From ‘News of F1 extension delights all but bay area businesses’, 23 Sept 2012, article by May Chen, ST online
Almost every one, from fans to hotels to Formula One drivers, welcomed the extension of the Singapore Grand Prix on Saturday with open arms – every one except several retailers in the Marina Bay area.
Their main beef: The disruption to business when the area goes into lockdown for the three-day extravaganza.
“The race brings a buzz to town, but not everybody is impressed. A lot of people try to stay away and it affects our business, and a lot of other people’s businesses,” said Indochine chief executive Michael Ma yesterday, a refrain echoed by Allan Chia, who operates a pushcart in Suntec City selling mobile phone accessories. “People avoid Suntec City altogether because of the road closures,” said the 35-year-old.
Well, not just the bay side retailers. While the hotels and banks may be popping the champagne with all the money flowing in, the latter flying in VIPs to hobnob with drivers and the rich and famous at the Paddock Club, there have been opposing voices to the F1 Night Race right from the get-go. So it may be rather presumptuous to announce how everyone will embrace another 5 years of night racing, when some groups were already up in arms over the inaugural one in 2008. It’s also worth noting that we didn’t get off to an auspicious start either, with Fernando Alonso winning the first Night race because a Renault teammate deliberately crashed his car to give him an advantage (I don’t know enough about racing to see how that helps). Nobody ever mentions ‘Crashgate’ anymore since, though we had a multi-religious prayer this year to make sure such ‘accidents’ don’t happen. It’s also taboo to even discuss the Ferrari accident near race period, and it’s somewhat ironic that we label supercar drivers here a menace to our roads on one hand, yet embrace the F1 with gusto on the other.
F1 claims to be making conscious ‘green’ efforts to improve on their fuel efficiency and emissions, like planting trees in Mexico or using biofuels, though such actions may register nary a blip on the carbon ECG, especially if they neutralise each other when you need to starve viable forest land to make way for fuel crops. Our Government continues to enthuse over how this event is putting our tiny country on the map, high on the ‘buzz’ that the addictive cocktail of fast cars and posh celebrity delivers, but conveniently forgetting in their delirium that we once made a PLEDGE to reduce our greenhouse gas emissions by 16% by 2020. Oops.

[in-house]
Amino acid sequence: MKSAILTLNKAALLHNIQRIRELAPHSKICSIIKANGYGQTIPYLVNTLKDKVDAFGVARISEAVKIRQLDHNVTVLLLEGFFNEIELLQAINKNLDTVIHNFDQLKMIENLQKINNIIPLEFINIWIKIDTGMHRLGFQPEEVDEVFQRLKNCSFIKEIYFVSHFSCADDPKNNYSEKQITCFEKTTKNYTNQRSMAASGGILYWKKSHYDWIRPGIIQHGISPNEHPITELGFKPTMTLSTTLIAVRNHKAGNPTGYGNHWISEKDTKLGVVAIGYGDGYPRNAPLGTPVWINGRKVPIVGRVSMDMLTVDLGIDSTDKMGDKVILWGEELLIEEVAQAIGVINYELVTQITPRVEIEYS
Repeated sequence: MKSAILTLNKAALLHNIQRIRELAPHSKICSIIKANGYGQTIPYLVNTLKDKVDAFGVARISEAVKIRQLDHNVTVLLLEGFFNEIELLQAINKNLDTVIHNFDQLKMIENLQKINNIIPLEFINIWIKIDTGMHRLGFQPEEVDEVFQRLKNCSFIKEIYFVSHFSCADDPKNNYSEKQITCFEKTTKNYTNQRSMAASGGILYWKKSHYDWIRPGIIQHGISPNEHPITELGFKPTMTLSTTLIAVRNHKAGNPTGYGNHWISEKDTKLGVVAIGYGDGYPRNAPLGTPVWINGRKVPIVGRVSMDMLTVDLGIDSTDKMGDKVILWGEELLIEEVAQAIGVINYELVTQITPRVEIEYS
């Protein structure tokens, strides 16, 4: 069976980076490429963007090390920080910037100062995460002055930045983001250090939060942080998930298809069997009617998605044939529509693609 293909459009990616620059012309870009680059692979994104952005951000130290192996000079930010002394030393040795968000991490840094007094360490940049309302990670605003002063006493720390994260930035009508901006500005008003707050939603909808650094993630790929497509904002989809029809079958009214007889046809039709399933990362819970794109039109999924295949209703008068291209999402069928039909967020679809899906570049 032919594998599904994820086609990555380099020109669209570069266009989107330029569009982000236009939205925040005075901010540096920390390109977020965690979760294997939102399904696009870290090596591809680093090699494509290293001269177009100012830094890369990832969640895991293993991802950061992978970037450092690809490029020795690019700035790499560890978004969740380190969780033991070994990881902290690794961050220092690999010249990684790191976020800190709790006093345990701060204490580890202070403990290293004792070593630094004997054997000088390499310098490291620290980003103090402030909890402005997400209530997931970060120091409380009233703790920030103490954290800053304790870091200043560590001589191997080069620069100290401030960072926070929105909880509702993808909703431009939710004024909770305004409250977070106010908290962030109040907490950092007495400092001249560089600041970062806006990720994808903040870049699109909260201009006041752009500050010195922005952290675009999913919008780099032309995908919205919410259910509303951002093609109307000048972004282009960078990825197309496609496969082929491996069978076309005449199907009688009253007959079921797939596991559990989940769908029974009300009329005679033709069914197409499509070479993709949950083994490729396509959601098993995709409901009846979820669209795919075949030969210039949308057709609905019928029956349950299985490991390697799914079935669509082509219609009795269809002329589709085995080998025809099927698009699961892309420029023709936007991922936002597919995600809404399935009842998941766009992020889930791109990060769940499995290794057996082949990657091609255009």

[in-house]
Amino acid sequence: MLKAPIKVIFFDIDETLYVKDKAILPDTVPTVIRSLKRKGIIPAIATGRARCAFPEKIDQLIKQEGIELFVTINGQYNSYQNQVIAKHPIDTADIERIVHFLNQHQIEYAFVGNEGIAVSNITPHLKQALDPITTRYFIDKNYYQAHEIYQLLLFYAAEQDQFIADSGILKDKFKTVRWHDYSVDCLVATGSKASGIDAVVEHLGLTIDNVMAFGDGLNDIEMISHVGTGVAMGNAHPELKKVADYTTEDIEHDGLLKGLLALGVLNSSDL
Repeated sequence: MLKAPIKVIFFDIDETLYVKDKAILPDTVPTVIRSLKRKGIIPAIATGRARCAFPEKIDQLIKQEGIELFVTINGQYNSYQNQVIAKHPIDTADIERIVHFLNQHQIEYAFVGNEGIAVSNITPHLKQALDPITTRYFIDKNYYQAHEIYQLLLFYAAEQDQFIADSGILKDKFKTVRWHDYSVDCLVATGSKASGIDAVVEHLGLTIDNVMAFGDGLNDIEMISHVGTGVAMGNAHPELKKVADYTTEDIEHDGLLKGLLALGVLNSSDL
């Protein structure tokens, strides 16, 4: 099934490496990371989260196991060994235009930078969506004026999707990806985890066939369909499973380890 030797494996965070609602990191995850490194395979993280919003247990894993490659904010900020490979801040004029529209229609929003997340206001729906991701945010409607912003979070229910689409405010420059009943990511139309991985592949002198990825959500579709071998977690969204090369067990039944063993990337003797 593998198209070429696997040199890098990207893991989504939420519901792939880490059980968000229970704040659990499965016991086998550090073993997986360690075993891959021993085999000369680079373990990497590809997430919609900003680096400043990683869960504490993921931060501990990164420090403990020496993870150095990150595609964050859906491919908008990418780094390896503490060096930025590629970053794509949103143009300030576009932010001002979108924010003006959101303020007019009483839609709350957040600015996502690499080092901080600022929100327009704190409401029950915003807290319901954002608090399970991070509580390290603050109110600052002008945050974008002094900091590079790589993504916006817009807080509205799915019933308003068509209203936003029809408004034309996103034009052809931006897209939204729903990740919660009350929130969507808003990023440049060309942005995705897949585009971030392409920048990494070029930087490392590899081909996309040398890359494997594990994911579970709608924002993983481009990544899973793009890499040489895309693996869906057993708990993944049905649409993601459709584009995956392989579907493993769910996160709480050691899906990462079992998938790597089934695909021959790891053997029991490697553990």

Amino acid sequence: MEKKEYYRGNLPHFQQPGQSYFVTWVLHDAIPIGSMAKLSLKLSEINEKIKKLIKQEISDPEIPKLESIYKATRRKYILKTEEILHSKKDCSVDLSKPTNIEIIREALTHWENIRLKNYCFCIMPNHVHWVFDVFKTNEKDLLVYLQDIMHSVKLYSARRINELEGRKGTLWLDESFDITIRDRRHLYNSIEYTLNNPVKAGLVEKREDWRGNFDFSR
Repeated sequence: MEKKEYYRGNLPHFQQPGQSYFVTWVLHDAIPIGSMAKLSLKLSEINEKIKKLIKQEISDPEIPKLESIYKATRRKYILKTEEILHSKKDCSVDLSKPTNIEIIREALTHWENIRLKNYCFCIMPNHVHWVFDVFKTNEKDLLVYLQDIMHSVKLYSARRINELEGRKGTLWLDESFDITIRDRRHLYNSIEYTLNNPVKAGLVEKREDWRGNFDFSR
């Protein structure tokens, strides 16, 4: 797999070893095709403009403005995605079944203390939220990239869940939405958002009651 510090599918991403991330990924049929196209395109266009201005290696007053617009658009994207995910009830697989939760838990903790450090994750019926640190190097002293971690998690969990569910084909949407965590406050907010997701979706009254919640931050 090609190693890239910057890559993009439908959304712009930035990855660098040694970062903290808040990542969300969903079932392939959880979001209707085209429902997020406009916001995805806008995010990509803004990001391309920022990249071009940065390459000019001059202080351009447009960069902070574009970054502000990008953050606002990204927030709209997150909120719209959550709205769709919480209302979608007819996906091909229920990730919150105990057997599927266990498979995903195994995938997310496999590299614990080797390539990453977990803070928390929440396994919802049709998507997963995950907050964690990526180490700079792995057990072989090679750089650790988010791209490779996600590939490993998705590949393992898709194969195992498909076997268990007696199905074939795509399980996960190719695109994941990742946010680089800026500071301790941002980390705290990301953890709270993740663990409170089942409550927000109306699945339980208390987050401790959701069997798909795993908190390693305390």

In 2007, some forum writers spurned the energy-guzzling and glamour posing that comes with each F1, that hosting this event sends conflicting messages to the rest of the world about our stand on energy conservation and combating climate change. One moment we’re talking about supertrees and the next thing you know we’re pounding our streets with oil-guzzling supercars. According to a senior ST correspondent, a single race produces up to 10 tonnes of carbon dioxide, this excluding that spewed from freighting cars and equipment into and out of the country. But it’s not so much the noise, the exhaust or the heat that brands every night race an eco-nightmare; It’s the damned lighting.
According to one website dedicated to the F1 Night Race, the lighting statistics are as follows:
Total Power 3,180,000 watt
Track Projectors 1, 485, 2,000 watt each
Power Generators 12 pairs (with back-up)
Aluminium Truss 6,282m
Steel Pylons 240
Power Cables 108, 423m
At 3000 LUX levels, the lighting is FOUR TIMES the lights at sports stadiums. The gorgeous illuminated skyline that we’re so proud of, the one that helicopter cameras glide across every year like a director lingering over naked thighs in a porno film, is the result of a dozen generators belching 3 megawatts of electricity, the same amount that could light up a few Malaysia Cup final matches at the National Stadium, or serve a few underprivileged households. Will Singapore compromise when we face an oil crisis within the next 5 years, or perhaps consider switching to a less wasteful DAY race instead? But you can’t argue about electricity expenditure without sounding like a spoilsport who doesn’t appreciate the exhilaration of night racing. Singapore NEEDS the F1, so they say. But you don’t need bright lights and dozens of expensive parties and concerts to make an icon out of Marina Bay. Sometimes, all you need is an amateur porn star and a camera.
No it’s not about our national identity, the Marina glitter, the F1 fans or the small pushcart businesses in Suntec City. It’s about the after-race Dom Perignons, the $26,600 per table at Amber Lounge, the $6850 Paddock Club pass. Few people who could spend thousands on a ticket are really interested in the technicalities of the sport, rather using it as a backdrop for business or high-society pleasure. Money is all there is to it, and while we rush headlong into this glitzy fantasy, our heads reverberating with the erotic growl of the engine and our hearts pumping with adrenaline, our most influential supporters of the race continue to sleepwalk through our energy conservation efforts, dump flyers at us telling us how to save electricity (but not the trees obviously) while raising tariffs, yet preparing for the next race bash by hugging for dear life onto whatever surplus oil barrels we have.
Filed under: 2012, Clubs, Environment, Festivals, Nightspots, Noise, Public works, Shopping malls Tagged: | clubs, environment, festivals, local sports, Money, nightspots, Noise, shopping malls, sports, tourism, Tourists